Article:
Modern-day slavery – the reality

Affecting 46 million including 11 million children

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Waiting for Mummy

2 years is half a lifetime for a four year old.

Anniecel, our MD, had to leave her son of 2 years old to go to Hong Kong to work as a domestic in order to give her son a proper education so that he had a decent chance in life.

As a bank employee at home, she earned £200 ($300) /month – as a domestic in Hong Kong, £600 ($850). She’s missed his birthdays, family Christmas’s, first day at school. She gets to see him for 10 days every 2 years.

In Hong Kong, she had to sleep in a linen cupboard, steal food from her employer to eat in the toilet as “eating” was taking her away from paid time – she would have to get up at 3:00am to make noodles for her employer whenever he wanted.

She was one of the lucky ones! One Chinese employer is currently serving a 5 year prison term for so badly beating her Filipino maid. Another was found dead in a deep freezer having been there over 4 weeks. Others have been trafficked to China as part of the sex trade.

Over 2 million Filipinos have to go abroad to earn a liveable wage.

In sub-Saharan Africa, children as young as 6 are taken from their parents and made to work on cacao plantations using machetes and spraying industrial insecticides and working 100 hour weeks in clear breach of UN guidelines. The Ivory Coast and Ghana providing roughly half of all the world’s chocolate.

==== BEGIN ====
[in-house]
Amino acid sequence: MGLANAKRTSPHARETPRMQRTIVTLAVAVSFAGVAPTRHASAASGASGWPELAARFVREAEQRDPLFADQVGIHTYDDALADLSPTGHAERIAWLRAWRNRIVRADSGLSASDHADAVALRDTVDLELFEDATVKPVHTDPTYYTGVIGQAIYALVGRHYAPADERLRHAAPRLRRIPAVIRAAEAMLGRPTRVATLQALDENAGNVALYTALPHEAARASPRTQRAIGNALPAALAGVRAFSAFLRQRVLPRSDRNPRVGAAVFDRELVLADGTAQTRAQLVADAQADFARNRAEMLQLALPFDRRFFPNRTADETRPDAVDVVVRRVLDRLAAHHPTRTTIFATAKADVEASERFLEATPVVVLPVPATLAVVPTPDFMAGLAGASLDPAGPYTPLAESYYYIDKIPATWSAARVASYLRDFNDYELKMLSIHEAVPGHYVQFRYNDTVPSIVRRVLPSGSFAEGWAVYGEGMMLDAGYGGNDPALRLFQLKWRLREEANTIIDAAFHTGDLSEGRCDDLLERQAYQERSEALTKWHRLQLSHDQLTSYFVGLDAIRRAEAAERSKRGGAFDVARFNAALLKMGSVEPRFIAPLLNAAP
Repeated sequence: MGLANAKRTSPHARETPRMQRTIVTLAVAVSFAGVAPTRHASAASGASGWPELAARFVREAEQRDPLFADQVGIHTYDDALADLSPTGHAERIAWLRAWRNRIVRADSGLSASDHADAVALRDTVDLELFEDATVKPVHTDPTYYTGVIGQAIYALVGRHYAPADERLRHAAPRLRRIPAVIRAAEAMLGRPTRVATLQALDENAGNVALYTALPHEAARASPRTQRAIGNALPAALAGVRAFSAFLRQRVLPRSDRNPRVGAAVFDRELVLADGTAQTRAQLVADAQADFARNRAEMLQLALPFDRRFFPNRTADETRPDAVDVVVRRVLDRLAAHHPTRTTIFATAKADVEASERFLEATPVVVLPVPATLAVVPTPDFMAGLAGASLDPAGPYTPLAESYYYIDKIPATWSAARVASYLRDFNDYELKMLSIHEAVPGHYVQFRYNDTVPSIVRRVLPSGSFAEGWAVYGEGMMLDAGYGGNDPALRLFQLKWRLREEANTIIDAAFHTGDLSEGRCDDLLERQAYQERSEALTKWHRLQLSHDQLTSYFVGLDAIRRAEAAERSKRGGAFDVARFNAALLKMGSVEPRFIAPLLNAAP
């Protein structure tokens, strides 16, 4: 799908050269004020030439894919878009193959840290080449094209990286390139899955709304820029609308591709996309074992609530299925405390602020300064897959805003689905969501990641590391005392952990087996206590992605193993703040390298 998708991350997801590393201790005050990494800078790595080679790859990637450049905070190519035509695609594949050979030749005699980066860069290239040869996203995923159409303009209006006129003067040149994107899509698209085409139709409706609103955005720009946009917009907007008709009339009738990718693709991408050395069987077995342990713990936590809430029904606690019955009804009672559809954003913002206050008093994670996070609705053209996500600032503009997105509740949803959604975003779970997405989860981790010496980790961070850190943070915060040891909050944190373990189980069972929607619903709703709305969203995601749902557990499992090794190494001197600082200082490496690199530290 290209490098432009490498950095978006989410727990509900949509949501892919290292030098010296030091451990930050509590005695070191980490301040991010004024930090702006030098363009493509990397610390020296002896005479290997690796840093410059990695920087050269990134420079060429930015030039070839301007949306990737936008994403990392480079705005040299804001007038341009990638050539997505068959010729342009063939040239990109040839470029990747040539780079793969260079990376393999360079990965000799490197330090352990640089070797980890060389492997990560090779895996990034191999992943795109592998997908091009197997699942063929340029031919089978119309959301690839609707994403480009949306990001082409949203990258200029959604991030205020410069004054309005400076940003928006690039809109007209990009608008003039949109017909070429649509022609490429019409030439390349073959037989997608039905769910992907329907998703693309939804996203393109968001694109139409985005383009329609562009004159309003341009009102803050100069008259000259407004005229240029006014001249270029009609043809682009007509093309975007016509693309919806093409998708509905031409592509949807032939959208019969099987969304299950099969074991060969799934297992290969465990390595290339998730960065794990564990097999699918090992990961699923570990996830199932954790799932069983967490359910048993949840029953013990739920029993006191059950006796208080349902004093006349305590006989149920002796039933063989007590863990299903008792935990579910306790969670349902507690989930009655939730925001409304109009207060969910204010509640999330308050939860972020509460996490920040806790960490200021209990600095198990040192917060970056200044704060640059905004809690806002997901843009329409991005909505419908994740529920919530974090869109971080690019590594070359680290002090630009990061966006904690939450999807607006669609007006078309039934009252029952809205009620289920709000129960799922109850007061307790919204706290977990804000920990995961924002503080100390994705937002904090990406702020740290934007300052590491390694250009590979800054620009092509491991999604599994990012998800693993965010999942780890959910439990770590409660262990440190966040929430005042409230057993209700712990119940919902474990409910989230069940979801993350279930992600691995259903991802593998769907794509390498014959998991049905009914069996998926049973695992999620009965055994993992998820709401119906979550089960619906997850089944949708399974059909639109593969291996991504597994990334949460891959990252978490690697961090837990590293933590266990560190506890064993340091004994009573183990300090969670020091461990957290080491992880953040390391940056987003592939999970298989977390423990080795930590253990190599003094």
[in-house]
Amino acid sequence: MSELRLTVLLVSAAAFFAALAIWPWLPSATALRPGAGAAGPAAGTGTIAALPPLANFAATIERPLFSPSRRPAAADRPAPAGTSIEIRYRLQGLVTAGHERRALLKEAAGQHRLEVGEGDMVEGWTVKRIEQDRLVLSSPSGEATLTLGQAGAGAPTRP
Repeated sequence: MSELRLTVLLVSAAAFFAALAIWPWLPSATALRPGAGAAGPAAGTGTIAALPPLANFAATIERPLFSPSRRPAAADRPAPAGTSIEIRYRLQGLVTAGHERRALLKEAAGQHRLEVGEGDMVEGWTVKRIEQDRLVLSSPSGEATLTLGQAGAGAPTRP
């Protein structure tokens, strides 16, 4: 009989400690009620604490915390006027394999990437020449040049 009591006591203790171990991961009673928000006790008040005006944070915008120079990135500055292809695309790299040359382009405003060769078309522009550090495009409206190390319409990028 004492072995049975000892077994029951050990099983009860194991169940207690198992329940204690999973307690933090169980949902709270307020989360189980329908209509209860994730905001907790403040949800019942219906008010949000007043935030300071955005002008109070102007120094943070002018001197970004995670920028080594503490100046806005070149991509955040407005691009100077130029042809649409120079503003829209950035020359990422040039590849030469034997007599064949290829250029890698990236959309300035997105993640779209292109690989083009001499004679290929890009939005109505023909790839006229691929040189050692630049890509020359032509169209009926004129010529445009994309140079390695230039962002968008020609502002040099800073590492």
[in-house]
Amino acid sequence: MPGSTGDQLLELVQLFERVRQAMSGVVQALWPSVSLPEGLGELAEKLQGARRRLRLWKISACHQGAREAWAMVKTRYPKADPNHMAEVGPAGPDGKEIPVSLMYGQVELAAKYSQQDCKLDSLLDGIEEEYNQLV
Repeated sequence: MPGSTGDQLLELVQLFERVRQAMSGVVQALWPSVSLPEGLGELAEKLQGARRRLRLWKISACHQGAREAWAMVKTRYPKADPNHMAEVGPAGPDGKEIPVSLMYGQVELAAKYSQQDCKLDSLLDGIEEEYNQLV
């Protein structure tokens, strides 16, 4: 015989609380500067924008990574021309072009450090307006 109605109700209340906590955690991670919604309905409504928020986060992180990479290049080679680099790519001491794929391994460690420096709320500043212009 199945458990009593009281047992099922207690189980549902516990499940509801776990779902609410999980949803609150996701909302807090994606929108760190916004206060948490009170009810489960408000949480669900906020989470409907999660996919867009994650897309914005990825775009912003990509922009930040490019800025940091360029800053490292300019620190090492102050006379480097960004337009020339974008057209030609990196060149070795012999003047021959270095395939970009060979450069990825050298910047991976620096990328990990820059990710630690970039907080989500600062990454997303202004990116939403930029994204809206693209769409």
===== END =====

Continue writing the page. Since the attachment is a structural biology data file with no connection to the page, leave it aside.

Modern-day slavery affects 46 million worldwide including 11 million children.

You may think it can’t happen here, but UK statistics claim over 13,000 involved in the UK but government sources admit this is just the tip of the iceberg. Vietnamese working in nail bars, children being used as inner-city drug mules, pop-up brothels in the Lake District, some of the last places you would expect to see this kind of abuse!

Moreover, the problem is increasing! The largest increase in modern-day slavery in 2017 was recorded in Europe. The migrant crisis and forced marriages contributing to much of this increase with Romania, Greece, Italy, Cyprus and Bulgaria particularly fairing badly. Outside the EU, Turkey has seen a significant increase.

What can we do?

It’s easy to think the problem is “somewhere over there”, but with the problem right on our doorsteps, we need to do something! Raising public awareness is paramount, making people aware of whats going on and trying to alleviate the problem at grassroots level by allowing rural communities to start earning a reasonable livable wage and so reduce the tendency for youngsters to abandon everything and move abroad and fall victim.

Forcing multinationals to buy from ethical sources helps. 66% of the coffee from the Ivory Coast and Ghana is purchased by Cadburys and Nestle, despite them having modern-day slavery policies.

We are buying coffee and cacao from the Philippines, distributing it here and in Europe and returning all profits back to the producing communities as aid.

We are starting a movement to increase awareness and using trade to produce the funds to help fight this and improve the preconditions leading to this abuse. We see education as the key. Improve children’s education, make them and the young adults aware of the dangers and what to look out for. Help us to help them.

For more details, please visit the website at

Thank you for your time and attention.

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